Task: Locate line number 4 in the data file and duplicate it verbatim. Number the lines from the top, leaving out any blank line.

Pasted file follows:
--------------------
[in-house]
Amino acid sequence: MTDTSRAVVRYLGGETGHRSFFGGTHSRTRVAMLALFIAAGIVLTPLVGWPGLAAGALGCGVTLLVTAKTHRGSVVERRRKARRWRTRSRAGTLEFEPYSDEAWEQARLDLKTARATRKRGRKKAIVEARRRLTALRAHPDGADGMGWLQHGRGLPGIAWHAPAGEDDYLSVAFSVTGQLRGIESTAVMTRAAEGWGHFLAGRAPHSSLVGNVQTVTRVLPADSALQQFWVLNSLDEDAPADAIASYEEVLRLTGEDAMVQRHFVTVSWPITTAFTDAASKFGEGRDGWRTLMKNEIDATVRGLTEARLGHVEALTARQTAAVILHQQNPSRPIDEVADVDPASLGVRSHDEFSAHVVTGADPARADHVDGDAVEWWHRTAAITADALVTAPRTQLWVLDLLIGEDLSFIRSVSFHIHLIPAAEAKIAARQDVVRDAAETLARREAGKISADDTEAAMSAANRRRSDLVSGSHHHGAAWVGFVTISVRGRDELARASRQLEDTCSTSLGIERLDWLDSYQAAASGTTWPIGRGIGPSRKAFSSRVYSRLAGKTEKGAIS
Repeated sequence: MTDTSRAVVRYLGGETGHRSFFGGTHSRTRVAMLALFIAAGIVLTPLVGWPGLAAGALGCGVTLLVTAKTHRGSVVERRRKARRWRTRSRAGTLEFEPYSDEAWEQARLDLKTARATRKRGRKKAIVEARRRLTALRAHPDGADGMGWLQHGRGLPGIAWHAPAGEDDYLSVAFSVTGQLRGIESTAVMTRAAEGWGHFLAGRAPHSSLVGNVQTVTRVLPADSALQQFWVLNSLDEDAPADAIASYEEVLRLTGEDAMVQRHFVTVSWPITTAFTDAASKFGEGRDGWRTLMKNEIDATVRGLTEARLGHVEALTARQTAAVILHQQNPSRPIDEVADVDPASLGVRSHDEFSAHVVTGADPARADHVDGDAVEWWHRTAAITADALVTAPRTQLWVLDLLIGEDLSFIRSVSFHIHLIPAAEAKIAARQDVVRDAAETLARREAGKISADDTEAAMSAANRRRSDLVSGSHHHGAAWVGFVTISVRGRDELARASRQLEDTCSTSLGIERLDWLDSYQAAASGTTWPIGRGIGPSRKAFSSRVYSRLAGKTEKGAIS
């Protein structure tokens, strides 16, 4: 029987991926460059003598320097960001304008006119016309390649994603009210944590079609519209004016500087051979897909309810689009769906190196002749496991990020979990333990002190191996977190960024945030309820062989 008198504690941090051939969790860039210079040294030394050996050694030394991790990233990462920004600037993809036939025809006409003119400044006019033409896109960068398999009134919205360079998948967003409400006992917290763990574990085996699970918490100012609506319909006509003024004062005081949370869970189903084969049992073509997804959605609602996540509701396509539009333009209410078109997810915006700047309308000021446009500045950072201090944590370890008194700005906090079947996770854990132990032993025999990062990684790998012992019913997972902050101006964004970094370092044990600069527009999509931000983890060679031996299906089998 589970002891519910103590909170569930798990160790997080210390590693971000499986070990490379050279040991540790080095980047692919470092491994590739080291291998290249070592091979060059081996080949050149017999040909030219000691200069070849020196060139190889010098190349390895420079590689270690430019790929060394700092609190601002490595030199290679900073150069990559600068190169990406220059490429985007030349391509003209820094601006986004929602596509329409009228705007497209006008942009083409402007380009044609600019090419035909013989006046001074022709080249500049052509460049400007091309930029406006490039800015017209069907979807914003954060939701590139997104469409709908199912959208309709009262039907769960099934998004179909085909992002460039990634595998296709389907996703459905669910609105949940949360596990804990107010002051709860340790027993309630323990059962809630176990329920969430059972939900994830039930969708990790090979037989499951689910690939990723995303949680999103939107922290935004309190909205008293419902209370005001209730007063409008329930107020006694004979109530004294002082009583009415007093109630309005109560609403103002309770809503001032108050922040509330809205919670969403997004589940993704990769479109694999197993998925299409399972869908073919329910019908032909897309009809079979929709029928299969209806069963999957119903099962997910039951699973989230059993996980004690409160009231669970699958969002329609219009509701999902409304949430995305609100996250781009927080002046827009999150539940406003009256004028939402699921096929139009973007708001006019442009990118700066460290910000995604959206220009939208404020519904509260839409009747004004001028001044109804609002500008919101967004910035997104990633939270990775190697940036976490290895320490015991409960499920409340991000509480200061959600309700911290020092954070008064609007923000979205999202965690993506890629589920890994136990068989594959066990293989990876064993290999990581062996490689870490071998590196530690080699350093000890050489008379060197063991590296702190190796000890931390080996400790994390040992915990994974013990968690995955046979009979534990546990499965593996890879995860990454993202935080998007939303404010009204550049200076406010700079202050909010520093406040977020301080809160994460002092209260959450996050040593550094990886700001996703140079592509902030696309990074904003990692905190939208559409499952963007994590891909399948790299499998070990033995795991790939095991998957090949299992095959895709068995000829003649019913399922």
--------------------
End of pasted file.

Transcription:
């Protein structure tokens, strides 16, 4: 029987991926460059003598320097960001304008006119016309390649994603009210944590079609519209004016500087051979897909309810689009769906190196002749496991990020979990333990002190191996977190960024945030309820062989 008198504690941090051939969790860039210079040294030394050996050694030394991790990233990462920004600037993809036939025809006409003119400044006019033409896109960068398999009134919205360079998948967003409400006992917290763990574990085996699970918490100012609506319909006509003024004062005081949370869970189903084969049992073509997804959605609602996540509701396509539009333009209410078109997810915006700047309308000021446009500045950072201090944590370890008194700005906090079947996770854990132990032993025999990062990684790998012992019913997972902050101006964004970094370092044990600069527009999509931000983890060679031996299906089998 589970002891519910103590909170569930798990160790997080210390590693971000499986070990490379050279040991540790080095980047692919470092491994590739080291291998290249070592091979060059081996080949050149017999040909030219000691200069070849020196060139190889010098190349390895420079590689270690430019790929060394700092609190601002490595030199290679900073150069990559600068190169990406220059490429985007030349391509003209820094601006986004929602596509329409009228705007497209006008942009083409402007380009044609600019090419035909013989006046001074022709080249500049052509460049400007091309930029406006490039800015017209069907979807914003954060939701590139997104469409709908199912959208309709009262039907769960099934998004179909085909992002460039990634595998296709389907996703459905669910609105949940949360596990804990107010002051709860340790027993309630323990059962809630176990329920969430059972939900994830039930969708990790090979037989499951689910690939990723995303949680999103939107922290935004309190909205008293419902209370005001209730007063409008329930107020006694004979109530004294002082009583009415007093109630309005109560609403103002309770809503001032108050922040509330809205919670969403997004589940993704990769479109694999197993998925299409399972869908073919329910019908032909897309009809079979929709029928299969209806069963999957119903099962997910039951699973989230059993996980004690409160009231669970699958969002329609219009509701999902409304949430995305609100996250781009927080002046827009999150539940406003009256004028939402699921096929139009973007708001006019442009990118700066460290910000995604959206220009939208404020519904509260839409009747004004001028001044109804609002500008919101967004910035997104990633939270990775190697940036976490290895320490015991409960499920409340991000509480200061959600309700911290020092954070008064609007923000979205999202965690993506890629589920890994136990068989594959066990293989990876064993290999990581062996490689870490071998590196530690080699350093000890050489008379060197063991590296702190190796000890931390080996400790994390040992915990994974013990968690995955046979009979534990546990499965593996890879995860990454993202935080998007939303404010009204550049200076406010700079202050909010520093406040977020301080809160994460002092209260959450996050040593550094990886700001996703140079592509902030696309990074904003990692905190939208559409499952963007994590891909399948790299499998070990033995795991790939095991998957090949299992095959895709068995000829003649019913399922």